(National Sentinel) Failing: One of the country’s most expensive cities to live in has another problem: Its homeless population is not only growing but posing a major health risk.

NBC Bay Area journalists have just released a report detailing their findings after surveying 153 blocks in downtown San Francisco; they discovered more than 300 piles of feces and 100 drug needles, including areas featuring high-end hotels and government buildings. Top tourist destinations were also affected by the human waste and drug use.



The report stirred so much interest — and controversy — that someone was motivated to create an interactive website showing where feces is most common, in order to highlight the growing homeless problem.

Experts say the level of “contamination” is astounding.

“The contamination is … much greater than communities in Brazil or Kenya or India,” Dr. Lee Riley, a UC Berkeley professor, told the journalist investigators.

“If you do get stuck with these disposed needles you can get HIV, Hepatitis C, Hepatitis B, and a variety of other viral diseases,” he said, adding that drying feces on the street can be breathed in by passers-by, leading the spread of diseases like rotavirus.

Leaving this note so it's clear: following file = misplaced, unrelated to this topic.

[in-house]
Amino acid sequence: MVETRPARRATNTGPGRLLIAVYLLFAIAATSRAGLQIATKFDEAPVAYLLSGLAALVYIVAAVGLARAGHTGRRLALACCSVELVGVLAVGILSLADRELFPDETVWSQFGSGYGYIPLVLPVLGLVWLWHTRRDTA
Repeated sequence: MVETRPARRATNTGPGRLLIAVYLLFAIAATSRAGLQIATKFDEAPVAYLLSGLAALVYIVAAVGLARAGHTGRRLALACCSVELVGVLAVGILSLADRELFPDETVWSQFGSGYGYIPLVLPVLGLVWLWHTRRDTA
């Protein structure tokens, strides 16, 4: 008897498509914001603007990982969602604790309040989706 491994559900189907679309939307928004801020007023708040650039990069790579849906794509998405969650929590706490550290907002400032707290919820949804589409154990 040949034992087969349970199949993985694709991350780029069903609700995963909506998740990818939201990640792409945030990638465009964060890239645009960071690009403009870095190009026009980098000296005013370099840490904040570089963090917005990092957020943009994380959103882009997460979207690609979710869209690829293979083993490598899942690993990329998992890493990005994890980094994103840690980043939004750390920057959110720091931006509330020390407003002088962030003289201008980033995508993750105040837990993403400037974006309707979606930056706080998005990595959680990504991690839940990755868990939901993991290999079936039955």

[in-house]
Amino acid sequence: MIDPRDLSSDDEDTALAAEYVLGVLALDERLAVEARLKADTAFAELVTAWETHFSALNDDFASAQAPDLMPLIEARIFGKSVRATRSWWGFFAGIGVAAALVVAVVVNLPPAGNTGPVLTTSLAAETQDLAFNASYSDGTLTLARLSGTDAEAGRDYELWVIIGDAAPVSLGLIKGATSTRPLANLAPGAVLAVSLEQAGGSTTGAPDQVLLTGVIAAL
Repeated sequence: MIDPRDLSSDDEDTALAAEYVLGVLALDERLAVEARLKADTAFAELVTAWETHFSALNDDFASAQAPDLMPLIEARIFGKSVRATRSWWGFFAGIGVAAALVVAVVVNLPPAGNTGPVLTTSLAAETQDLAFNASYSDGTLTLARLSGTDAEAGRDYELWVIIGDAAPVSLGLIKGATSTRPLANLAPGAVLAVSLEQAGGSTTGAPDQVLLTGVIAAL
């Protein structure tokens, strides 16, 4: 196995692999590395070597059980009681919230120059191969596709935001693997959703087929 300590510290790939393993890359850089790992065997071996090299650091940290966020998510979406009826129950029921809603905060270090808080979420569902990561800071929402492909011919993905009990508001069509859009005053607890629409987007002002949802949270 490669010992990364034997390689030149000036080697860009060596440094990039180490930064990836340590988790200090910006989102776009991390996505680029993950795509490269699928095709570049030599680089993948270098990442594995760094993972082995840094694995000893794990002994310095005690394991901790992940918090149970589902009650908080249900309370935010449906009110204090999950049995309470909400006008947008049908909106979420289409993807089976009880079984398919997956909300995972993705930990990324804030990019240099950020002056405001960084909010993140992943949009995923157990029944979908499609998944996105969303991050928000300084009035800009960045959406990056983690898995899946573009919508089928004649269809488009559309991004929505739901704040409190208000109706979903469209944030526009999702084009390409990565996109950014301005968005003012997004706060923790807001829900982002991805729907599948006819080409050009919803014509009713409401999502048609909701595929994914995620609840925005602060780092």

“If you happen to inhale that, it can also go into your intestine,” he said, noting that the virus can be fatal for children.

“We see poop, we see pee, we see needles, and we see trash,” teacher Adelita Orellana told the NBC investigative unit.

“Sometimes they ask what is it, and that’s a conversation that’s a little difficult to have with a 2-year old, but we just let them know that those things are full of germs, that they are dangerous, and they should never be touched.”



What is taking place is “unacceptable. Absolutely unacceptable,” Supervisor Hillary Ronen told the journalist investigators.

“We’re losing tourists. We’re losing conventions in San Francisco. All of this is happening because we aren’t addressing the root cause, which is we need more temporary beds for street homelessness.”

Critics say ‘solutions’ — providing taxpayer-supported shelters and benefits — will only attract more homeless people.

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